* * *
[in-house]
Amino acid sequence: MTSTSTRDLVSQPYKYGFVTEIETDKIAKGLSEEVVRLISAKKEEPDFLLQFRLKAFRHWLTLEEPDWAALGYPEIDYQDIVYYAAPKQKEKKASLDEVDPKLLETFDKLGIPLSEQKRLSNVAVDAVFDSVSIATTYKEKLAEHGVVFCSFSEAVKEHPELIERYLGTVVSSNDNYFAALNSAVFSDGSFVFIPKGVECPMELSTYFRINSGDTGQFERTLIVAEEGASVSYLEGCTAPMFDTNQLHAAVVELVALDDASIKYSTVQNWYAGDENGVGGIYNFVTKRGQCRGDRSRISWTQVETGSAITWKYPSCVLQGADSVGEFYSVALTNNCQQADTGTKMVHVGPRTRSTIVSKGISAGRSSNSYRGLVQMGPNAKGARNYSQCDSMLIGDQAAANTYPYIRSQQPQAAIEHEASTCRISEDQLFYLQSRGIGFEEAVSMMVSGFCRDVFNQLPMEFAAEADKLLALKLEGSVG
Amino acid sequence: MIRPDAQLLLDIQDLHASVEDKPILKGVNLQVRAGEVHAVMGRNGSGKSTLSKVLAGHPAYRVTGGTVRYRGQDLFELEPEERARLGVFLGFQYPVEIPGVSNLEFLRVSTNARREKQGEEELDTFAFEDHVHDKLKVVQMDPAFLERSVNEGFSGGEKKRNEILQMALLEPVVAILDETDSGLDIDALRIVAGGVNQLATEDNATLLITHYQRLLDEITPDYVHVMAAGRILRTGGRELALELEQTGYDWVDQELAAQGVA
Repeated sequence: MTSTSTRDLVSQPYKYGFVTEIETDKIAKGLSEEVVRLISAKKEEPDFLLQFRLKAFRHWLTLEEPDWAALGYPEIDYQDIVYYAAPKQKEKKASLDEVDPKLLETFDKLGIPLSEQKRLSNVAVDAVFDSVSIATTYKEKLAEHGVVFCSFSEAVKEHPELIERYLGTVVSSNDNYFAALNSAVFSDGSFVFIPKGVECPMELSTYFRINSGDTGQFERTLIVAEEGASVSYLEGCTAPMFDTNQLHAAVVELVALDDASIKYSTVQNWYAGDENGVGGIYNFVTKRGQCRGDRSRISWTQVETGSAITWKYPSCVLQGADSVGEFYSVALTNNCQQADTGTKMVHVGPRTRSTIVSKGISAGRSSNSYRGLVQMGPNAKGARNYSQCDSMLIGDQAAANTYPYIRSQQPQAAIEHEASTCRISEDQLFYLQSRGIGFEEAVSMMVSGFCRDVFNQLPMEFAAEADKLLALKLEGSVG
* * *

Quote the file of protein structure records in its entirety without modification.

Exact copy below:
[in-house]
Amino acid sequence: MTSTSTRDLVSQPYKYGFVTEIETDKIAKGLSEEVVRLISAKKEEPDFLLQFRLKAFRHWLTLEEPDWAALGYPEIDYQDIVYYAAPKQKEKKASLDEVDPKLLETFDKLGIPLSEQKRLSNVAVDAVFDSVSIATTYKEKLAEHGVVFCSFSEAVKEHPELIERYLGTVVSSNDNYFAALNSAVFSDGSFVFIPKGVECPMELSTYFRINSGDTGQFERTLIVAEEGASVSYLEGCTAPMFDTNQLHAAVVELVALDDASIKYSTVQNWYAGDENGVGGIYNFVTKRGQCRGDRSRISWTQVETGSAITWKYPSCVLQGADSVGEFYSVALTNNCQQADTGTKMVHVGPRTRSTIVSKGISAGRSSNSYRGLVQMGPNAKGARNYSQCDSMLIGDQAAANTYPYIRSQQPQAAIEHEASTCRISEDQLFYLQSRGIGFEEAVSMMVSGFCRDVFNQLPMEFAAEADKLLALKLEGSVG
Amino acid sequence: MIRPDAQLLLDIQDLHASVEDKPILKGVNLQVRAGEVHAVMGRNGSGKSTLSKVLAGHPAYRVTGGTVRYRGQDLFELEPEERARLGVFLGFQYPVEIPGVSNLEFLRVSTNARREKQGEEELDTFAFEDHVHDKLKVVQMDPAFLERSVNEGFSGGEKKRNEILQMALLEPVVAILDETDSGLDIDALRIVAGGVNQLATEDNATLLITHYQRLLDEITPDYVHVMAAGRILRTGGRELALELEQTGYDWVDQELAAQGVA
Repeated sequence: MTSTSTRDLVSQPYKYGFVTEIETDKIAKGLSEEVVRLISAKKEEPDFLLQFRLKAFRHWLTLEEPDWAALGYPEIDYQDIVYYAAPKQKEKKASLDEVDPKLLETFDKLGIPLSEQKRLSNVAVDAVFDSVSIATTYKEKLAEHGVVFCSFSEAVKEHPELIERYLGTVVSSNDNYFAALNSAVFSDGSFVFIPKGVECPMELSTYFRINSGDTGQFERTLIVAEEGASVSYLEGCTAPMFDTNQLHAAVVELVALDDASIKYSTVQNWYAGDENGVGGIYNFVTKRGQCRGDRSRISWTQVETGSAITWKYPSCVLQGADSVGEFYSVALTNNCQQADTGTKMVHVGPRTRSTIVSKGISAGRSSNSYRGLVQMGPNAKGARNYSQCDSMLIGDQAAANTYPYIRSQQPQAAIEHEASTCRISEDQLFYLQSRGIGFEEAVSMMVSGFCRDVFNQLPMEFAAEADKLLALKLEGSVG